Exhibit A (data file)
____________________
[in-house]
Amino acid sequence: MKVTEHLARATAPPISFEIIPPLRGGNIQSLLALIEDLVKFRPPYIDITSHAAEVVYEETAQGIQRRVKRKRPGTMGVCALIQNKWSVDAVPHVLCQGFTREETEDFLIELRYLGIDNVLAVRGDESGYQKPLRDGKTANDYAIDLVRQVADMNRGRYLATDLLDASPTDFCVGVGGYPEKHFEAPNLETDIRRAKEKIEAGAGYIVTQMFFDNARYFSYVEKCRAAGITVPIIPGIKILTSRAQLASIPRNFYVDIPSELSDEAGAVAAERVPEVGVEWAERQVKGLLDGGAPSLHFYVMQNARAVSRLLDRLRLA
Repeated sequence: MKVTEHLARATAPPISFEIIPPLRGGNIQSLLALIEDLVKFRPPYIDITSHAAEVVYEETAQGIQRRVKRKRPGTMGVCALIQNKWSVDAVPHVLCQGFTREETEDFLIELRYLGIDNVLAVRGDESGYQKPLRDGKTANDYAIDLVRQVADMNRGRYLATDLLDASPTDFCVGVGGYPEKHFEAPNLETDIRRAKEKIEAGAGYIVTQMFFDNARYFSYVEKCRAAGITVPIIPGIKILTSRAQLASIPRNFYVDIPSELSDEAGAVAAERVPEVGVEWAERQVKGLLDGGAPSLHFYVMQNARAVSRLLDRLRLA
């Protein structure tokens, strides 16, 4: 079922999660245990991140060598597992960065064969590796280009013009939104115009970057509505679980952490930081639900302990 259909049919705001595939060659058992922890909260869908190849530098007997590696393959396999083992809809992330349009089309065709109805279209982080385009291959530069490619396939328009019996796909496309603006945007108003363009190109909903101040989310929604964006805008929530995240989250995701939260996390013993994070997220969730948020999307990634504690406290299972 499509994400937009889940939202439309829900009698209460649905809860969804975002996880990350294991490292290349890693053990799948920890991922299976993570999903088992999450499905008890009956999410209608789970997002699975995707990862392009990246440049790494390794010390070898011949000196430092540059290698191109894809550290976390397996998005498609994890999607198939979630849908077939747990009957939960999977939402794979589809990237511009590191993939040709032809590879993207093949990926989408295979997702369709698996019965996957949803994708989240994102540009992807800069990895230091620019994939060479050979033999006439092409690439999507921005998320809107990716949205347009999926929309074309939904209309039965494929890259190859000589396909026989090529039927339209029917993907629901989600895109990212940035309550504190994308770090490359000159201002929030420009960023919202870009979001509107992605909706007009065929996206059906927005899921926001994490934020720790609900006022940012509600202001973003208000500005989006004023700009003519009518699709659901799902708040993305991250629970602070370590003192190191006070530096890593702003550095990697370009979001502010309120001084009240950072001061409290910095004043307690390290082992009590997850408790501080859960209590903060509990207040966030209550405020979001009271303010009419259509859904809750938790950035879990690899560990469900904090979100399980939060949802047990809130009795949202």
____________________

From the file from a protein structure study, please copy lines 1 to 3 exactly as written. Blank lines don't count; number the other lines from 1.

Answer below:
[in-house]
Amino acid sequence: MKVTEHLARATAPPISFEIIPPLRGGNIQSLLALIEDLVKFRPPYIDITSHAAEVVYEETAQGIQRRVKRKRPGTMGVCALIQNKWSVDAVPHVLCQGFTREETEDFLIELRYLGIDNVLAVRGDESGYQKPLRDGKTANDYAIDLVRQVADMNRGRYLATDLLDASPTDFCVGVGGYPEKHFEAPNLETDIRRAKEKIEAGAGYIVTQMFFDNARYFSYVEKCRAAGITVPIIPGIKILTSRAQLASIPRNFYVDIPSELSDEAGAVAAERVPEVGVEWAERQVKGLLDGGAPSLHFYVMQNARAVSRLLDRLRLA
Repeated sequence: MKVTEHLARATAPPISFEIIPPLRGGNIQSLLALIEDLVKFRPPYIDITSHAAEVVYEETAQGIQRRVKRKRPGTMGVCALIQNKWSVDAVPHVLCQGFTREETEDFLIELRYLGIDNVLAVRGDESGYQKPLRDGKTANDYAIDLVRQVADMNRGRYLATDLLDASPTDFCVGVGGYPEKHFEAPNLETDIRRAKEKIEAGAGYIVTQMFFDNARYFSYVEKCRAAGITVPIIPGIKILTSRAQLASIPRNFYVDIPSELSDEAGAVAAERVPEVGVEWAERQVKGLLDGGAPSLHFYVMQNARAVSRLLDRLRLA